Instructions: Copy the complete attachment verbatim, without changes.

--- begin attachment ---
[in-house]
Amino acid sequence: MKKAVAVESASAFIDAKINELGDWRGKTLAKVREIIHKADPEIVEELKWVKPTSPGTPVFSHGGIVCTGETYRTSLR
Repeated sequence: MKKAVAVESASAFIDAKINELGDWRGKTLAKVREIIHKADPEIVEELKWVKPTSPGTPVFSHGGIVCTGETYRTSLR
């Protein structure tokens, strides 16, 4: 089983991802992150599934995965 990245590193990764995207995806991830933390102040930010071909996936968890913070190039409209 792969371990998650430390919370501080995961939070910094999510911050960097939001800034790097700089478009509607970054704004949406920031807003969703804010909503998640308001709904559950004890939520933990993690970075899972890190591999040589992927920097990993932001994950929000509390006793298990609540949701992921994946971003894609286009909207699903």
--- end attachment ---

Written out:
[in-house]
Amino acid sequence: MKKAVAVESASAFIDAKINELGDWRGKTLAKVREIIHKADPEIVEELKWVKPTSPGTPVFSHGGIVCTGETYRTSLR
Repeated sequence: MKKAVAVESASAFIDAKINELGDWRGKTLAKVREIIHKADPEIVEELKWVKPTSPGTPVFSHGGIVCTGETYRTSLR
């Protein structure tokens, strides 16, 4: 089983991802992150599934995965 990245590193990764995207995806991830933390102040930010071909996936968890913070190039409209 792969371990998650430390919370501080995961939070910094999510911050960097939001800034790097700089478009509607970054704004949406920031807003969703804010909503998640308001709904559950004890939520933990993690970075899972890190591999040589992927920097990993932001994950929000509390006793298990609540949701992921994946971003894609286009909207699903």